It is one thing to want to replace the dollar, quite another to find a suitable substitute. The renminbi cannot be the chosen currency so long as it is pegged to the dollar, for its value will move with the dollar. The rouble is not a candidate, since there is not enough of the currency around to handle the volume of world trade and, besides, it is not the sort of money on which you can rely to hold its value, especially if oil prices collapse. Which brings us to the euro.
As has been pointed out by Jean Pisani-Ferry, director of the Brussels-based Bruegel think tank, and Adam Posen, a fellow at the Peterson Institute for International Economics in Washington: “There is no sign of a move to the euro as a global currency. The share of dollars in global reserves remains almost three times that of the euro.”
The reasons for this failure of the euro to advance further as a global currency seem to be rooted in the failure of the EU to encourage economic growth and to develop better systems of economic governance. Talk about pricing oil in euros instead of dollars remains just that — talk. And in the recent crisis it was the Federal Reserve Board that was called on to provide currency to meet emergency needs for liquidity — that means dollars.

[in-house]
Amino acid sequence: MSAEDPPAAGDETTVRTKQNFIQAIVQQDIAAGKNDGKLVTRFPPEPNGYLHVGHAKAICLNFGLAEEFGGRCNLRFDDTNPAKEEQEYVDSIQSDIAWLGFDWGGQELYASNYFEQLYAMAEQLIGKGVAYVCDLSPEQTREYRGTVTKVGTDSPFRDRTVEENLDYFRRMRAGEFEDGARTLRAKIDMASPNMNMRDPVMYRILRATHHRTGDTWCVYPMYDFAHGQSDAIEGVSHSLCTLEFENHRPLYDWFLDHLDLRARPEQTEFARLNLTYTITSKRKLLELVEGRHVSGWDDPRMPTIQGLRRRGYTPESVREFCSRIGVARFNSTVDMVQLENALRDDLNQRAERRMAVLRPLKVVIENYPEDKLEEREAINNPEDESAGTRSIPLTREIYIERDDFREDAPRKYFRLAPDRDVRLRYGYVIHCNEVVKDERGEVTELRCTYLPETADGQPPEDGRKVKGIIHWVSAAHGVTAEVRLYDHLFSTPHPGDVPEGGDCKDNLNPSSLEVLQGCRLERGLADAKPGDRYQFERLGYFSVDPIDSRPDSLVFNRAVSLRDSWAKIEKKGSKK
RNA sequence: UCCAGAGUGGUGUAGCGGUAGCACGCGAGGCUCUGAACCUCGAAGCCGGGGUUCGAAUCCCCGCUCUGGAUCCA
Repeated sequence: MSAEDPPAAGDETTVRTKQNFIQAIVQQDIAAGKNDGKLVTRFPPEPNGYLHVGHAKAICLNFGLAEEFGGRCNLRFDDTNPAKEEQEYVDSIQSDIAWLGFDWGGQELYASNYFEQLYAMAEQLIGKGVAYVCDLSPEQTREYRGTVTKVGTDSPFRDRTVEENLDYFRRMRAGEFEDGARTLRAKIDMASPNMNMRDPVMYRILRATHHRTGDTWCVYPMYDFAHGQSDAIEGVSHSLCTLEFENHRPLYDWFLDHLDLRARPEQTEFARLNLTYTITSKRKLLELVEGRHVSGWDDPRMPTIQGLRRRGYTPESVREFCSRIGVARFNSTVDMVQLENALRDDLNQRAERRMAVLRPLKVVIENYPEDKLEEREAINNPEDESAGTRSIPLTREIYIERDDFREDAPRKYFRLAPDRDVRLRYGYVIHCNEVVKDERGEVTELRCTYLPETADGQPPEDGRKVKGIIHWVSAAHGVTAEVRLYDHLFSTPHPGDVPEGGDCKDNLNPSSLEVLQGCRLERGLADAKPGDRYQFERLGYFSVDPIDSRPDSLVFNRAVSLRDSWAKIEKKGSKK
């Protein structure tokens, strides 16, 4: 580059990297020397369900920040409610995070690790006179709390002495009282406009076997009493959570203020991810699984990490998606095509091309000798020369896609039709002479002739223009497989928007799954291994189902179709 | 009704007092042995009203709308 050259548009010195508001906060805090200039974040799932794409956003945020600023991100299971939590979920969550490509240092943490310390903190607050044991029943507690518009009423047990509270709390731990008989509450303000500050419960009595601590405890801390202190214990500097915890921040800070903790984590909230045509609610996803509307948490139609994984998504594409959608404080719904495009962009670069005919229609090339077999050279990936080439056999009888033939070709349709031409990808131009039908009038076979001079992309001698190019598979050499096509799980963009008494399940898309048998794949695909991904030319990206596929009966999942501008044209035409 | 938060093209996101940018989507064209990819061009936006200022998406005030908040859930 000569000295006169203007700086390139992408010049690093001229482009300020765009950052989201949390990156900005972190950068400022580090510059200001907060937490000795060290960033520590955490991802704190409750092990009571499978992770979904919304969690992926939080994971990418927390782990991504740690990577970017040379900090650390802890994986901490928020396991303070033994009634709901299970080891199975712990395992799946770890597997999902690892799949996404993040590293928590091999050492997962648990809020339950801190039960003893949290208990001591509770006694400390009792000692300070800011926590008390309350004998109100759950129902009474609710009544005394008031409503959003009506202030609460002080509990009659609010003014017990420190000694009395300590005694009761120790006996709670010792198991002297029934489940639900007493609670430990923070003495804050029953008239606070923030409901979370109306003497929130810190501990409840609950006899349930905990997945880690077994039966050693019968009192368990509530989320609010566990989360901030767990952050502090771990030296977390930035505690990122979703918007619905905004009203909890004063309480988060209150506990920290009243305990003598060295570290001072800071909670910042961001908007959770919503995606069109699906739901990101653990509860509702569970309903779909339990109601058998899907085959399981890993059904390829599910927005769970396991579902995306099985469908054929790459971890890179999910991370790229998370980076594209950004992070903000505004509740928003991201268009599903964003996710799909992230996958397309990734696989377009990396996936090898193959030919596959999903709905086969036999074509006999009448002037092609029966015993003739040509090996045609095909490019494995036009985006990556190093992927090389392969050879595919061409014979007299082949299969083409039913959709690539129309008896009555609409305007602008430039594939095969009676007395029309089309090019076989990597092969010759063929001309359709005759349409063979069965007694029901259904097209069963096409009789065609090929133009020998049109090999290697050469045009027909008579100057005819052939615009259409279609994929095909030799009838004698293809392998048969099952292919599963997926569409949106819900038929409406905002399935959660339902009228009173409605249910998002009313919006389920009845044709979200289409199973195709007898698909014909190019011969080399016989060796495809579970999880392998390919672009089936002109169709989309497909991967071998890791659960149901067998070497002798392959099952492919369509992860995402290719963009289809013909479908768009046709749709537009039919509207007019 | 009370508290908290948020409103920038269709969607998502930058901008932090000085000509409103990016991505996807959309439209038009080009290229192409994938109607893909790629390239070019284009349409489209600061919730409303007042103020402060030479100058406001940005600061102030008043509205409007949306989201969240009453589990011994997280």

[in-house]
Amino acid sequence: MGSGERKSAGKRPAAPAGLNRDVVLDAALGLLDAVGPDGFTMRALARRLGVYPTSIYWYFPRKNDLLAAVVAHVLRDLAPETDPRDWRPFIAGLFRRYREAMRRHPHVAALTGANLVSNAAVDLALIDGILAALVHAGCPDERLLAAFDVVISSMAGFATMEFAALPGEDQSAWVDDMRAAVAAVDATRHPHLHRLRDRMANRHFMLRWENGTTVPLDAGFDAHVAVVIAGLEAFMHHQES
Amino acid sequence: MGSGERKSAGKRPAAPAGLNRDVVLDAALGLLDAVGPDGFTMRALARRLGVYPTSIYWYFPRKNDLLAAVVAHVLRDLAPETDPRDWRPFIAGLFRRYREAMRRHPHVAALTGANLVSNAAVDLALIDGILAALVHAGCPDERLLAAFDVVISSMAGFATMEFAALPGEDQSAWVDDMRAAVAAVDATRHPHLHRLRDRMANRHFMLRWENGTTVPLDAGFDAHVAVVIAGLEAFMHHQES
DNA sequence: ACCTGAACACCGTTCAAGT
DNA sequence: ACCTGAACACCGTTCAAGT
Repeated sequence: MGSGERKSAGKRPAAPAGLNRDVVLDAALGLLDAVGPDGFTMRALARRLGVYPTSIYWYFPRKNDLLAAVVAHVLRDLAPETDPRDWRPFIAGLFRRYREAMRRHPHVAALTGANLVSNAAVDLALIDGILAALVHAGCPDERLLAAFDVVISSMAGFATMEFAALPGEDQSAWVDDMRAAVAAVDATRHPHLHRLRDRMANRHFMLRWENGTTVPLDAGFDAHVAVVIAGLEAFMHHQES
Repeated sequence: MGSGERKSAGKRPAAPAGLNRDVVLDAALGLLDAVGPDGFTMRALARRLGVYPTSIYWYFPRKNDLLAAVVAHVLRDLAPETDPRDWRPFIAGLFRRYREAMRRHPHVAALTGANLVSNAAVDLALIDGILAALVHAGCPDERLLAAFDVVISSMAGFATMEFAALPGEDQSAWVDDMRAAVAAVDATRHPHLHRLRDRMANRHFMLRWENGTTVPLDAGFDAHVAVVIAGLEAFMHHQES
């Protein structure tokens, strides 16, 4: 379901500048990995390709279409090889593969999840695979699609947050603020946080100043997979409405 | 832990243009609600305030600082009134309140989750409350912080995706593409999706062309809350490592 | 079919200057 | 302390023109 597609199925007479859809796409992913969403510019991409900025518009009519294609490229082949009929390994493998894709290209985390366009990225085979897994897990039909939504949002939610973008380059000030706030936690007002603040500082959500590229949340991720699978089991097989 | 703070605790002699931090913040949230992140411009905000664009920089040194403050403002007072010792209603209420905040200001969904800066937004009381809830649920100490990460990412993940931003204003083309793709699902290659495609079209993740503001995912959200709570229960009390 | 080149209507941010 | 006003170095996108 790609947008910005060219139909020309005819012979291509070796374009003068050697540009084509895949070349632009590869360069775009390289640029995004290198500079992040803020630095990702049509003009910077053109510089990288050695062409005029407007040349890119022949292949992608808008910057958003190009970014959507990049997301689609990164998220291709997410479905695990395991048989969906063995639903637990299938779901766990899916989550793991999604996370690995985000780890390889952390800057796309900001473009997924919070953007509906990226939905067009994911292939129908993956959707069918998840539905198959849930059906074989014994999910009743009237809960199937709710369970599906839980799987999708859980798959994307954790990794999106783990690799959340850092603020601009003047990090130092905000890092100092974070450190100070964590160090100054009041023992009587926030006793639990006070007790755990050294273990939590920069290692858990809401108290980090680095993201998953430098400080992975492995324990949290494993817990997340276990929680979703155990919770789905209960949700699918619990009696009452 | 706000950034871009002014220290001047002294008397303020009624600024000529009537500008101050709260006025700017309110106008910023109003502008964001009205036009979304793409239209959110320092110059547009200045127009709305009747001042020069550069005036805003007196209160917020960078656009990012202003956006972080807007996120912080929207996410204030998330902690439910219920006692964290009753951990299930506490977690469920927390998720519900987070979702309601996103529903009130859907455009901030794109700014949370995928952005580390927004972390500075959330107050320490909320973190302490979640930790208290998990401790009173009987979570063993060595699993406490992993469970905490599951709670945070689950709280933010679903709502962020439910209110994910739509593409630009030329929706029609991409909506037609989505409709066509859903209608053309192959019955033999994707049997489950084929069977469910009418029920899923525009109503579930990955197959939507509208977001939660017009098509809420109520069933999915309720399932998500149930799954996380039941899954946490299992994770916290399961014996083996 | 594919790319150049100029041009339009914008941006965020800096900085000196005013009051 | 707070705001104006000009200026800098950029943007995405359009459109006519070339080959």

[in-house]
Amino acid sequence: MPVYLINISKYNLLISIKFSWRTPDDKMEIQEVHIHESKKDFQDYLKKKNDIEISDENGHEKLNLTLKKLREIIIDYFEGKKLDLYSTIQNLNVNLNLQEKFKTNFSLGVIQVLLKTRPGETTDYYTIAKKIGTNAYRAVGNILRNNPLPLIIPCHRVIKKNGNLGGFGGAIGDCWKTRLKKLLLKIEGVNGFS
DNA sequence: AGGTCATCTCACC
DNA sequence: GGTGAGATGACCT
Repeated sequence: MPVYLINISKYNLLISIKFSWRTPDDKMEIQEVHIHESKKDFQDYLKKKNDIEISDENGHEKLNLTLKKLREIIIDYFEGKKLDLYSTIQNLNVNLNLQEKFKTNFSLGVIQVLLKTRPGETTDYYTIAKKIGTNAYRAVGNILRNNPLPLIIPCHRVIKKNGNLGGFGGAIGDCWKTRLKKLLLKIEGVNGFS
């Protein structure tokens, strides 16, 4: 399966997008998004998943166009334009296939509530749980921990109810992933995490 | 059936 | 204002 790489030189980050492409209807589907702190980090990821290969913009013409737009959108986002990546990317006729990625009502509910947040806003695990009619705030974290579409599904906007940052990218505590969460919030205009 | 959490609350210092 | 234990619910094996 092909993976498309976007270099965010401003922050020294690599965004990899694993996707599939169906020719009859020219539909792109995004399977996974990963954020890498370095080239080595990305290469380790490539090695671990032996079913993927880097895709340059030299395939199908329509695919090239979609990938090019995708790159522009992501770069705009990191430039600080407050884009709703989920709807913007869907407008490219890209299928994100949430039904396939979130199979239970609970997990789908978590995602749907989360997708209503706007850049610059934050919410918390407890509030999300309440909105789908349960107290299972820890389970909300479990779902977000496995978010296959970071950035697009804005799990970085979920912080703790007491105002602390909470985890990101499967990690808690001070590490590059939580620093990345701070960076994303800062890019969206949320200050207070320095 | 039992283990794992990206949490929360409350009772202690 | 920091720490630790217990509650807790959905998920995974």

Still, doubts about the dollar’s future persist. Its recent decline may be consistent with its performance in previous currency cycles. And the drop might be due to a willingness by investors to take on more risk now that the recession seems to be ending, rather than to a lack of faith in the safety of the dollar. But investors remain worried that the dollar’s decline, so far acceptably gradual, will turn into a rout, perhaps not next year, but in 2011.
Ben Bernanke, Federal Reserve Board chairman, says that this can be avoided if two policy steps are taken. First, the American government must make “a clear commitment to substantially reduce federal deficits over time”. Second, Asian countries must boost domestic demand so that they don’t have to rely so heavily on exports to America, and allow their currencies to appreciate against the dollar so that the US trade deficit continues to fall as a percentage of American GDP.